State utility regulators this week terminated a Florida Power & Light Co. renewable-energy program after an audit found that only 20 percent of the $11.4 million collected from customer donations was spent developing renewable-energy plants.

The Sunshine Energy program asked customers to voluntarily tack on an extra $9.75 monthly fee to their power bill.

In return for each customer's payment, the utility would oversee the purchase of 1,000 kilowatt-hours of renewable-energy credits. And for every 10,000 residential customers who signed up for the program, the Florida utility promised to develop or purchase an additional 150 kilowatts of solar power in the state.

More than 38,000 customers have contributed to the program, which began as a pilot project in 2003 and became a supposedly permanent program in 2006.

But the program ended Tuesday when it turned out that the majority of the money budgeted for the program had allegedly been spent on marketing and administrative costs.

Similar green-energy programs, such as those by Silicon Valley Power and Georgia Power, spend about 15 percent of their budgets for administrative and marketing costs, according to the Sun-Sentinel.

The commission said that all future customer contributions to the Florida Power & Light program would be placed into an escrow account. It also directed its staff to investigate how Green Mountain Energy Co., which supplied renewable power for the program, as well as marketing and sales services, spent its part of the program money.

Florida Power & Light had submitted a plan to modify the program, but it wasn't enough to keep it alive.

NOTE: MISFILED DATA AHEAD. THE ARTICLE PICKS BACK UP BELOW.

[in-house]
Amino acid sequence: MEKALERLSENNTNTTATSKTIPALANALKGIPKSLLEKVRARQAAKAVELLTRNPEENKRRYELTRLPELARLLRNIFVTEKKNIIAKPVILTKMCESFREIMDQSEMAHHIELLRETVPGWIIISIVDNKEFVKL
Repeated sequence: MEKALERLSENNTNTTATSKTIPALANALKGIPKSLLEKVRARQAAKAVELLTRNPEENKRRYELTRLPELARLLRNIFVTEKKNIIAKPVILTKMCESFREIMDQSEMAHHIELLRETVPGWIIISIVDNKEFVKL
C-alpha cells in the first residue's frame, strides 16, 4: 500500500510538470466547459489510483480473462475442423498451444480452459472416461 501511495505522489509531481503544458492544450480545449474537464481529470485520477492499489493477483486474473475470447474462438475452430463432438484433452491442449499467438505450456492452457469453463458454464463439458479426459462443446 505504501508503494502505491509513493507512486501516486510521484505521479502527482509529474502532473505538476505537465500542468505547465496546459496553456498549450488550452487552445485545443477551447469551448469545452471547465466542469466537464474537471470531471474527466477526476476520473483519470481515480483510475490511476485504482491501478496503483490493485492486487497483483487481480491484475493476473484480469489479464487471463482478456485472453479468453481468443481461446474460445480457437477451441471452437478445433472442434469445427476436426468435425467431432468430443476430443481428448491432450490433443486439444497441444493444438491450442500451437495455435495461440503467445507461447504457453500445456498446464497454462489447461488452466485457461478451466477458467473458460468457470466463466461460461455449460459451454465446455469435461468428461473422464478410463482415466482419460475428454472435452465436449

A state-run review of the program published in June concluded that the energy program didn't serve the interest of the program's participants or the state's renewable-energy policies. The review also said the program didn’t give the commission enough monitoring and oversight capabilities.

The termination did not come as a surprise to Paul Fenn, CEO of Local Power, which helps government agencies set up renewable-energy programs. Fenn called utility-run programs without vigilant oversight and transparency “inherently problematic.”

"[Utilities] are financial black boxes," he said.

The Florida Power & Light situation is “a classic case of acting as though a huge energy corporation is the appropriate agent for a public purpose," he added.

The commission's decision to nix Florida Power & Light's Sunshine Energy program comes as a black mark on the utility's green reputation.

The utility had the fourth-largest green-power program in the United States in December, with 42.6 megawatts of annual sales, according to the U.S. Department of Energy.

But Fenn worries about the larger impact of Florida's Sunshine Energy program debacle.

"The headline will come out that the program was not cost effective and that customers' money was wasted," he said.

That might scare potential customers away from signing up for other renewable-energy programs, and could stop folks who have previously joined green programs from signing up again, he said.